The reason for this is that people seem to prefer watching accounts of violence (and of disasters and things like that).  These types of events seem way more interesting to the public than stories about good things happening.  So the answer to the "why" is because viewers seem to prefer those stories and so media outlets that need to make a profit have to show them.

Because of this, we see more stories about violence than would be warranted by the amount of violence that actually occurs.

Some links: http://pediatrics.aappublications.org/cgi/content/full/113/6/1771#ABS  (some stuff about how there's too much violence)

http://www.commercialappeal.com/news/2009/jun/10/tv-news-dealing-overdose-of   (looks at both the issue of there being too much and the idea that it happens because of the need to make profit)

 

parama9000's profile pic

parama9000 | Student, Grade 11 | (Level 1) Valedictorian

Posted on

The media now has a greater agenda-to make money. To make more money, they would have to grab more attention. News of bad events, like events of violence, grab our attention, and so an exaggeration of the violence will make us fascinated and intrigued and interested, which will, as a result, make the media profits.

epollock's profile pic

epollock | (Level 3) Valedictorian

Posted on

I don't think the media exaggerate violent events but if you look at the events from an anomaly perspective: that violence is an aberration in society therefore it is always given the most coverage. Violence destroys so many things: people, property, etc. It deserves its place on newscasts and it is always prominently covered because of what it is.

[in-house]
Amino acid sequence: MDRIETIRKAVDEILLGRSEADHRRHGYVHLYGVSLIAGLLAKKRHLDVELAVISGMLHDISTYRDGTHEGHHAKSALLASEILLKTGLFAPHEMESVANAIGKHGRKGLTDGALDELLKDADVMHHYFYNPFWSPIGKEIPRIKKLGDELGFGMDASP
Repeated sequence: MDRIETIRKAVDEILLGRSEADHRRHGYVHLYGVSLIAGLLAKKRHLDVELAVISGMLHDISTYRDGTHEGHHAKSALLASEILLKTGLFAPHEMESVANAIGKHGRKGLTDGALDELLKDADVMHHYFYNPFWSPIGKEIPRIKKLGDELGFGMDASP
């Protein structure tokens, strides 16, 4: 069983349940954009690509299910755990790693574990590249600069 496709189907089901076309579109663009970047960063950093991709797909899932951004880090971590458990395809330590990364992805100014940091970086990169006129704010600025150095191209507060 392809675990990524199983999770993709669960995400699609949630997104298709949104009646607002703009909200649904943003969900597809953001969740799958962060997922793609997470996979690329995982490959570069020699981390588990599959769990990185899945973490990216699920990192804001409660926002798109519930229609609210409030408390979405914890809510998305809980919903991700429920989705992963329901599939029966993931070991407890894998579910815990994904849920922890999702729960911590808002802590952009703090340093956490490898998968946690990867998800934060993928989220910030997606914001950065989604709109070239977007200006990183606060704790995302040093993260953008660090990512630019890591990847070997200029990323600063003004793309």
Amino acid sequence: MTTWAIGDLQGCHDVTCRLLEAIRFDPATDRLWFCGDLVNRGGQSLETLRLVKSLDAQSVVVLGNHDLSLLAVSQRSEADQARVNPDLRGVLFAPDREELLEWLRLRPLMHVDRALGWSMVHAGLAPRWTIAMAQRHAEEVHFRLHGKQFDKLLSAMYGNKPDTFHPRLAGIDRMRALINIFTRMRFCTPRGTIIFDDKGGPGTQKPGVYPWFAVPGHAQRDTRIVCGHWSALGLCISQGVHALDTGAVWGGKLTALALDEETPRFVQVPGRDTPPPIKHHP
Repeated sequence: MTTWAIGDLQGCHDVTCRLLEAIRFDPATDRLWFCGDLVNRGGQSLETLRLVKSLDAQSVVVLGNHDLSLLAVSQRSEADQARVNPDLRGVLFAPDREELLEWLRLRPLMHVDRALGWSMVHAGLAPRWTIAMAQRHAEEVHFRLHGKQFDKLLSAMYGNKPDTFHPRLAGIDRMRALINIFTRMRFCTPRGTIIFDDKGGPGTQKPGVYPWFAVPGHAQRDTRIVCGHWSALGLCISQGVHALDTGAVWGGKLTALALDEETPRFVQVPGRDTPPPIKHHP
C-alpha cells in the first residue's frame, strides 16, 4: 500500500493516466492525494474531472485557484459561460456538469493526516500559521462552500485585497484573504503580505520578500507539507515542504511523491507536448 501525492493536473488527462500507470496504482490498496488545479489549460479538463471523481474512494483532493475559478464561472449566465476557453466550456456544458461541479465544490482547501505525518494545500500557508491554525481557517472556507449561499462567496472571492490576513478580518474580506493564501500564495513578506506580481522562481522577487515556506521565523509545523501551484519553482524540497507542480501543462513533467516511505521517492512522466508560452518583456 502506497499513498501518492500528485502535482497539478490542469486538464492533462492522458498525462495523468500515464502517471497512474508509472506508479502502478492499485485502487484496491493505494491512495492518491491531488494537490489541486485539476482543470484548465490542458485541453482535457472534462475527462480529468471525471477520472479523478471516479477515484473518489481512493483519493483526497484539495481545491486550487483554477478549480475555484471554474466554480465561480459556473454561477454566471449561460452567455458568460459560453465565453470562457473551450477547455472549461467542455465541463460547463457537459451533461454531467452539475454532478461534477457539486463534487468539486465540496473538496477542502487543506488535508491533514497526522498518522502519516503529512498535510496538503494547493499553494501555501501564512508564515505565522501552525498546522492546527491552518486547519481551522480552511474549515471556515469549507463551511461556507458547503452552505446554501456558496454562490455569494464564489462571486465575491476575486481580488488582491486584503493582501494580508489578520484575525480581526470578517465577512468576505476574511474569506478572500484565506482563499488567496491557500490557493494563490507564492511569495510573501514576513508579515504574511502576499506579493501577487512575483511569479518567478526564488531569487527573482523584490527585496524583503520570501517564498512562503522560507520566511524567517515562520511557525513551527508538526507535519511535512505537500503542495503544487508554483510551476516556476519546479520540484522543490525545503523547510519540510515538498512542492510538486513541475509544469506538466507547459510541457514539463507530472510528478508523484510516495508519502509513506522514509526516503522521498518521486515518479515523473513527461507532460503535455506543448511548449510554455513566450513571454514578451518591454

krishna-agrawala's profile pic

krishna-agrawala | College Teacher | (Level 3) Valedictorian

Posted on

When media publishes only such news that sells, we cannot point fingers at them. They are doing what every other business is doing. But what is definitely wrong is the way they misrepresent the fact by selective disclosure and artful use of language.They represent things not the way they are but in a form that has been altered to make it more attractive and sensationalized. In this way they are really selling spurious goods. This is definitely unethical and a form of cheating.

And they do this kind of selective and "window dressed" reporting only in case of violence, but in everything they report.

frizzyperm's profile pic

frizzyperm | College Teacher | (Level 1) Educator

Posted on

Because it sells. The public wants to watch disasters, wars and action; not peace-talks, financial discussions and reasons.

Eg. During the last 12 months we have suffered a financial crises on a scale that it practically unprecedented and the global economy almost collapsed back into the stone age.But you wouldn't really know it by looking at the mainstream media because the story is complex, depressing, boring and non-visual.

Now, a plane crash... they love those. It's sooo dramatic.

We’ve answered 318,916 questions. We can answer yours, too.

Ask a question